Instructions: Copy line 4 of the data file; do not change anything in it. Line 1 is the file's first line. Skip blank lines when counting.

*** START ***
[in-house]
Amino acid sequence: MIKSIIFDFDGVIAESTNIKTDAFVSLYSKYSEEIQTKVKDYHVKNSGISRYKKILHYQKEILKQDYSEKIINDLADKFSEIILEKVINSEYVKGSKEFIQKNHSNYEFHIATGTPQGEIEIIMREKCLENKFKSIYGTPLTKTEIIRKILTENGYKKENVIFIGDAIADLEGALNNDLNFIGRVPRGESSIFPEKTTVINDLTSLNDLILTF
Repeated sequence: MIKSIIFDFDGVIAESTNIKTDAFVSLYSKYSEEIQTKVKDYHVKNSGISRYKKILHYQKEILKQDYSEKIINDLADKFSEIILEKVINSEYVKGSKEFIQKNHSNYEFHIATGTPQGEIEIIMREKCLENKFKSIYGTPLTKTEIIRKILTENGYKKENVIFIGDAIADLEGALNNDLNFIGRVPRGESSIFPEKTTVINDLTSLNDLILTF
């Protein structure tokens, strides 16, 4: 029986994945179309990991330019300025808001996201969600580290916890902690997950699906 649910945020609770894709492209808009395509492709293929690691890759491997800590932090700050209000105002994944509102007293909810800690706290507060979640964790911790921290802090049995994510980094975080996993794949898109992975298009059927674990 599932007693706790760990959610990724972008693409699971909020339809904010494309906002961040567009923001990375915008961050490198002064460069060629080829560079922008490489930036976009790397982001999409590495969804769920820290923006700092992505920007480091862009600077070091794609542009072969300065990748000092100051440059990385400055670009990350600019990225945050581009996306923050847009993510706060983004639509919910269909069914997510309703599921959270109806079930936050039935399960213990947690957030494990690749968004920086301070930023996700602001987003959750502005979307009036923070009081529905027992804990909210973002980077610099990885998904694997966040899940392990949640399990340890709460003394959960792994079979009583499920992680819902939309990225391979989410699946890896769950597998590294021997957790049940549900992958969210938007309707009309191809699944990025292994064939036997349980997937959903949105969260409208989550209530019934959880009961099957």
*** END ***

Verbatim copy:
């Protein structure tokens, strides 16, 4: 029986994945179309990991330019300025808001996201969600580290916890902690997950699906 649910945020609770894709492209808009395509492709293929690691890759491997800590932090700050209000105002994944509102007293909810800690706290507060979640964790911790921290802090049995994510980094975080996993794949898109992975298009059927674990 599932007693706790760990959610990724972008693409699971909020339809904010494309906002961040567009923001990375915008961050490198002064460069060629080829560079922008490489930036976009790397982001999409590495969804769920820290923006700092992505920007480091862009600077070091794609542009072969300065990748000092100051440059990385400055670009990350600019990225945050581009996306923050847009993510706060983004639509919910269909069914997510309703599921959270109806079930936050039935399960213990947690957030494990690749968004920086301070930023996700602001987003959750502005979307009036923070009081529905027992804990909210973002980077610099990885998904694997966040899940392990949640399990340890709460003394959960792994079979009583499920992680819902939309990225391979989410699946890896769950597998590294021997957790049940549900992958969210938007309707009309191809699944990025292994064939036997349980997937959903949105969260409208989550209530019934959880009961099957």